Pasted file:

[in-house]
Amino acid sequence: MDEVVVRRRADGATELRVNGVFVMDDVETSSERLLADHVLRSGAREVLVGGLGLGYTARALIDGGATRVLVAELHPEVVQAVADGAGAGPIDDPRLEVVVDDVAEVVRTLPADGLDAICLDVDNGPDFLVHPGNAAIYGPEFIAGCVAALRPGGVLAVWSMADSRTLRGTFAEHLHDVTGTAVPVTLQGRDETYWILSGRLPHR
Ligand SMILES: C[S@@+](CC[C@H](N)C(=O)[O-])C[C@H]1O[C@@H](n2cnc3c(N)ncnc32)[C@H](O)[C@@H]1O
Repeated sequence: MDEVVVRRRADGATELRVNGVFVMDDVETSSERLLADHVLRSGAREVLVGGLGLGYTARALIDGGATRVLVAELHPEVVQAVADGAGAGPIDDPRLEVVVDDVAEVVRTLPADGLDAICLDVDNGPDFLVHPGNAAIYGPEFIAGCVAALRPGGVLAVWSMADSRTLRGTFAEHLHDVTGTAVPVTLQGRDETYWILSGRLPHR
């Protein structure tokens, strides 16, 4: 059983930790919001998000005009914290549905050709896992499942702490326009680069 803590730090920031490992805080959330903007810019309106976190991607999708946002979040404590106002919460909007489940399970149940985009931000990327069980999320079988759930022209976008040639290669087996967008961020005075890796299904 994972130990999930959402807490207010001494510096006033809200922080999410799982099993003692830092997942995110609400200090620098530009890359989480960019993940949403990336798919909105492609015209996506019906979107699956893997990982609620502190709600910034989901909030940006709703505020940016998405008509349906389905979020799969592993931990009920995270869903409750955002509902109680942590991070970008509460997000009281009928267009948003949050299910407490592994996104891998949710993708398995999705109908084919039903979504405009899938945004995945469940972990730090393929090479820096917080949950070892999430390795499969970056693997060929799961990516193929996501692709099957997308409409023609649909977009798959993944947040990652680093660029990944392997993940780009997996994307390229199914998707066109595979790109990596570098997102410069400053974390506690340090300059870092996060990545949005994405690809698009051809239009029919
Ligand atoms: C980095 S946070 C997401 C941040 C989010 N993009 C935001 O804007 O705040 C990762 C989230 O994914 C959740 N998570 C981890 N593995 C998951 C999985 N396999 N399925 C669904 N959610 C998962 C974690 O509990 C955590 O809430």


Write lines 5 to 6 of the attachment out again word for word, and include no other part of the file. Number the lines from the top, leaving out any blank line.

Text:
């Protein structure tokens, strides 16, 4: 059983930790919001998000005009914290549905050709896992499942702490326009680069 803590730090920031490992805080959330903007810019309106976190991607999708946002979040404590106002919460909007489940399970149940985009931000990327069980999320079988759930022209976008040639290669087996967008961020005075890796299904 994972130990999930959402807490207010001494510096006033809200922080999410799982099993003692830092997942995110609400200090620098530009890359989480960019993940949403990336798919909105492609015209996506019906979107699956893997990982609620502190709600910034989901909030940006709703505020940016998405008509349906389905979020799969592993931990009920995270869903409750955002509902109680942590991070970008509460997000009281009928267009948003949050299910407490592994996104891998949710993708398995999705109908084919039903979504405009899938945004995945469940972990730090393929090479820096917080949950070892999430390795499969970056693997060929799961990516193929996501692709099957997308409409023609649909977009798959993944947040990652680093660029990944392997993940780009997996994307390229199914998707066109595979790109990596570098997102410069400053974390506690340090300059870092996060990545949005994405690809698009051809239009029919
Ligand atoms: C980095 S946070 C997401 C941040 C989010 N993009 C935001 O804007 O705040 C990762 C989230 O994914 C959740 N998570 C981890 N593995 C998951 C999985 N396999 N399925 C669904 N959610 C998962 C974690 O509990 C955590 O809430």